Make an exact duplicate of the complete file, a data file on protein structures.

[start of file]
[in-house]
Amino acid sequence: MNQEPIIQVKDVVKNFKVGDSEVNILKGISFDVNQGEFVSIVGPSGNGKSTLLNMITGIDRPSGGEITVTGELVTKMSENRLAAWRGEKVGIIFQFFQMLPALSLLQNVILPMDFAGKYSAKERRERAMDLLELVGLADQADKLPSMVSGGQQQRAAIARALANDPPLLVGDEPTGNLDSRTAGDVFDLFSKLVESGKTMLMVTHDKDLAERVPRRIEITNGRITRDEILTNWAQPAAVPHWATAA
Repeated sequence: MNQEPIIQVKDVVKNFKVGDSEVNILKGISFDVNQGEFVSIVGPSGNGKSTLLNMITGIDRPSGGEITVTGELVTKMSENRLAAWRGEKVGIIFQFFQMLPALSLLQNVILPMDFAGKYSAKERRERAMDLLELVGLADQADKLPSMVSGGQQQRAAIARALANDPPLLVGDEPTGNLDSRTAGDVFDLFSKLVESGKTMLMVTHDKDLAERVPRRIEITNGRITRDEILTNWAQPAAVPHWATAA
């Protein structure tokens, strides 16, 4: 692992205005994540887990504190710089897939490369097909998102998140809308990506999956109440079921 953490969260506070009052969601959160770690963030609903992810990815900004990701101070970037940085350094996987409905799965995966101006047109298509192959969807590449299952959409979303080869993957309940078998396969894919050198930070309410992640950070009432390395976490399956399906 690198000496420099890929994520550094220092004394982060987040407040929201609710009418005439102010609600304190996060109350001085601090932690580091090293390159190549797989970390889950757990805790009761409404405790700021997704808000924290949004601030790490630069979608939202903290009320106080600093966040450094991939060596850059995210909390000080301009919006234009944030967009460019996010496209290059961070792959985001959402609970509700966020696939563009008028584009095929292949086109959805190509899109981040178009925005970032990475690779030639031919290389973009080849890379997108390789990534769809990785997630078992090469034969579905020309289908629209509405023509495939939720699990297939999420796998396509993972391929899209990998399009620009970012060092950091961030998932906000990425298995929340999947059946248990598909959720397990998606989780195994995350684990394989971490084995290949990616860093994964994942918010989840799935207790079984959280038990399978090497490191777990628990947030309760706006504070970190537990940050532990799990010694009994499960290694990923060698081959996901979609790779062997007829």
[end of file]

[in-house]
Amino acid sequence: MNQEPIIQVKDVVKNFKVGDSEVNILKGISFDVNQGEFVSIVGPSGNGKSTLLNMITGIDRPSGGEITVTGELVTKMSENRLAAWRGEKVGIIFQFFQMLPALSLLQNVILPMDFAGKYSAKERRERAMDLLELVGLADQADKLPSMVSGGQQQRAAIARALANDPPLLVGDEPTGNLDSRTAGDVFDLFSKLVESGKTMLMVTHDKDLAERVPRRIEITNGRITRDEILTNWAQPAAVPHWATAA
Repeated sequence: MNQEPIIQVKDVVKNFKVGDSEVNILKGISFDVNQGEFVSIVGPSGNGKSTLLNMITGIDRPSGGEITVTGELVTKMSENRLAAWRGEKVGIIFQFFQMLPALSLLQNVILPMDFAGKYSAKERRERAMDLLELVGLADQADKLPSMVSGGQQQRAAIARALANDPPLLVGDEPTGNLDSRTAGDVFDLFSKLVESGKTMLMVTHDKDLAERVPRRIEITNGRITRDEILTNWAQPAAVPHWATAA
């Protein structure tokens, strides 16, 4: 692992205005994540887990504190710089897939490369097909998102998140809308990506999956109440079921 953490969260506070009052969601959160770690963030609903992810990815900004990701101070970037940085350094996987409905799965995966101006047109298509192959969807590449299952959409979303080869993957309940078998396969894919050198930070309410992640950070009432390395976490399956399906 690198000496420099890929994520550094220092004394982060987040407040929201609710009418005439102010609600304190996060109350001085601090932690580091090293390159190549797989970390889950757990805790009761409404405790700021997704808000924290949004601030790490630069979608939202903290009320106080600093966040450094991939060596850059995210909390000080301009919006234009944030967009460019996010496209290059961070792959985001959402609970509700966020696939563009008028584009095929292949086109959805190509899109981040178009925005970032990475690779030639031919290389973009080849890379997108390789990534769809990785997630078992090469034969579905020309289908629209509405023509495939939720699990297939999420796998396509993972391929899209990998399009620009970012060092950091961030998932906000990425298995929340999947059946248990598909959720397990998606989780195994995350684990394989971490084995290949990616860093994964994942918010989840799935207790079984959280038990399978090497490191777990628990947030309760706006504070970190537990940050532990799990010694009994499960290694990923060698081959996901979609790779062997007829």